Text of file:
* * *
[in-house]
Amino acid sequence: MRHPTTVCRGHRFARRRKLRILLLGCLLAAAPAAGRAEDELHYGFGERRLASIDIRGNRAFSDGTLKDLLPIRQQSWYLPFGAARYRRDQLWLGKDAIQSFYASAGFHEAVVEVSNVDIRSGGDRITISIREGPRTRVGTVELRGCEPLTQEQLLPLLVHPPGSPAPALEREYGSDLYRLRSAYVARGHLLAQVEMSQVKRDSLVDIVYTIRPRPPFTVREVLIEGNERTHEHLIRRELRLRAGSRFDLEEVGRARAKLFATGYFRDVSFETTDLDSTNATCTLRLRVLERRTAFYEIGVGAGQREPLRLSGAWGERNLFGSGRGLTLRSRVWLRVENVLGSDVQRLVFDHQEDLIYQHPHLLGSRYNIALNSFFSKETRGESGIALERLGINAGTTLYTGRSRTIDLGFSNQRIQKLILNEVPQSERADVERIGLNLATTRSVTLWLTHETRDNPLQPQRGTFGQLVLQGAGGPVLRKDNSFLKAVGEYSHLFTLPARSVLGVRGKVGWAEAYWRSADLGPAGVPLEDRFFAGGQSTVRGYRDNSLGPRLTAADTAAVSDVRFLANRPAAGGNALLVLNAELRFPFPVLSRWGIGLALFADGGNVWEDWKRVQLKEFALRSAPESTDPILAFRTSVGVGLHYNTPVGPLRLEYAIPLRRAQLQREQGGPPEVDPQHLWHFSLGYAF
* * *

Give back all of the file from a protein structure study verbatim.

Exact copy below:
[in-house]
Amino acid sequence: MRHPTTVCRGHRFARRRKLRILLLGCLLAAAPAAGRAEDELHYGFGERRLASIDIRGNRAFSDGTLKDLLPIRQQSWYLPFGAARYRRDQLWLGKDAIQSFYASAGFHEAVVEVSNVDIRSGGDRITISIREGPRTRVGTVELRGCEPLTQEQLLPLLVHPPGSPAPALEREYGSDLYRLRSAYVARGHLLAQVEMSQVKRDSLVDIVYTIRPRPPFTVREVLIEGNERTHEHLIRRELRLRAGSRFDLEEVGRARAKLFATGYFRDVSFETTDLDSTNATCTLRLRVLERRTAFYEIGVGAGQREPLRLSGAWGERNLFGSGRGLTLRSRVWLRVENVLGSDVQRLVFDHQEDLIYQHPHLLGSRYNIALNSFFSKETRGESGIALERLGINAGTTLYTGRSRTIDLGFSNQRIQKLILNEVPQSERADVERIGLNLATTRSVTLWLTHETRDNPLQPQRGTFGQLVLQGAGGPVLRKDNSFLKAVGEYSHLFTLPARSVLGVRGKVGWAEAYWRSADLGPAGVPLEDRFFAGGQSTVRGYRDNSLGPRLTAADTAAVSDVRFLANRPAAGGNALLVLNAELRFPFPVLSRWGIGLALFADGGNVWEDWKRVQLKEFALRSAPESTDPILAFRTSVGVGLHYNTPVGPLRLEYAIPLRRAQLQREQGGPPEVDPQHLWHFSLGYAF